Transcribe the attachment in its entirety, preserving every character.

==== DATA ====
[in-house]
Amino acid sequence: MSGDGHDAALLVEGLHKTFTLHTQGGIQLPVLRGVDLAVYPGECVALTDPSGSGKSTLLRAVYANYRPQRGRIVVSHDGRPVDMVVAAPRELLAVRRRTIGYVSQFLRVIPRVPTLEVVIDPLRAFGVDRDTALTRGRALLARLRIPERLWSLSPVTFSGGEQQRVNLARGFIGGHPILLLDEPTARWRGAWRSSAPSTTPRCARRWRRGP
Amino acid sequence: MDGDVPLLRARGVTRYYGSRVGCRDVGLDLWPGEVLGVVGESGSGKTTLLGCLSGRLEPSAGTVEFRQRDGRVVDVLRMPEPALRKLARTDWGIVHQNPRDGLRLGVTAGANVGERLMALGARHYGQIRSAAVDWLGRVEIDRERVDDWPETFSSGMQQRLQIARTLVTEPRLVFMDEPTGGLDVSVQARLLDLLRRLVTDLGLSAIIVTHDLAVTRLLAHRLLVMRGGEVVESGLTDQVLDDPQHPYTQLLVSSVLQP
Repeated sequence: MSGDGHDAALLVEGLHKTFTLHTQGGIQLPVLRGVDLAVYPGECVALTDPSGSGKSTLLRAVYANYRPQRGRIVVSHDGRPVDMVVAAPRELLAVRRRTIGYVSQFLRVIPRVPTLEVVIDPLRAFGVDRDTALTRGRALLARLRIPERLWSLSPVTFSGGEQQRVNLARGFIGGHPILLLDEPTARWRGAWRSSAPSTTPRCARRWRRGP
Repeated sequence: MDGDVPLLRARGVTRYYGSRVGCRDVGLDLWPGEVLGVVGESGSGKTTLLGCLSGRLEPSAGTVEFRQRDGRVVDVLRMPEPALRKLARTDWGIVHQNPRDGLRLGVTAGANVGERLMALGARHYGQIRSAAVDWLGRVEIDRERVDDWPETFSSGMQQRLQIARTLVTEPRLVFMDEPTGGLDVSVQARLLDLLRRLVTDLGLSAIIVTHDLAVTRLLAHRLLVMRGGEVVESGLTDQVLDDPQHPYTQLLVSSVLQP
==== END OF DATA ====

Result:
[in-house]
Amino acid sequence: MSGDGHDAALLVEGLHKTFTLHTQGGIQLPVLRGVDLAVYPGECVALTDPSGSGKSTLLRAVYANYRPQRGRIVVSHDGRPVDMVVAAPRELLAVRRRTIGYVSQFLRVIPRVPTLEVVIDPLRAFGVDRDTALTRGRALLARLRIPERLWSLSPVTFSGGEQQRVNLARGFIGGHPILLLDEPTARWRGAWRSSAPSTTPRCARRWRRGP
Amino acid sequence: MDGDVPLLRARGVTRYYGSRVGCRDVGLDLWPGEVLGVVGESGSGKTTLLGCLSGRLEPSAGTVEFRQRDGRVVDVLRMPEPALRKLARTDWGIVHQNPRDGLRLGVTAGANVGERLMALGARHYGQIRSAAVDWLGRVEIDRERVDDWPETFSSGMQQRLQIARTLVTEPRLVFMDEPTGGLDVSVQARLLDLLRRLVTDLGLSAIIVTHDLAVTRLLAHRLLVMRGGEVVESGLTDQVLDDPQHPYTQLLVSSVLQP
Repeated sequence: MSGDGHDAALLVEGLHKTFTLHTQGGIQLPVLRGVDLAVYPGECVALTDPSGSGKSTLLRAVYANYRPQRGRIVVSHDGRPVDMVVAAPRELLAVRRRTIGYVSQFLRVIPRVPTLEVVIDPLRAFGVDRDTALTRGRALLARLRIPERLWSLSPVTFSGGEQQRVNLARGFIGGHPILLLDEPTARWRGAWRSSAPSTTPRCARRWRRGP
Repeated sequence: MDGDVPLLRARGVTRYYGSRVGCRDVGLDLWPGEVLGVVGESGSGKTTLLGCLSGRLEPSAGTVEFRQRDGRVVDVLRMPEPALRKLARTDWGIVHQNPRDGLRLGVTAGANVGERLMALGARHYGQIRSAAVDWLGRVEIDRERVDDWPETFSSGMQQRLQIARTLVTEPRLVFMDEPTGGLDVSVQARLLDLLRRLVTDLGLSAIIVTHDLAVTRLLAHRLLVMRGGEVVESGLTDQVLDDPQHPYTQLLVSSVLQP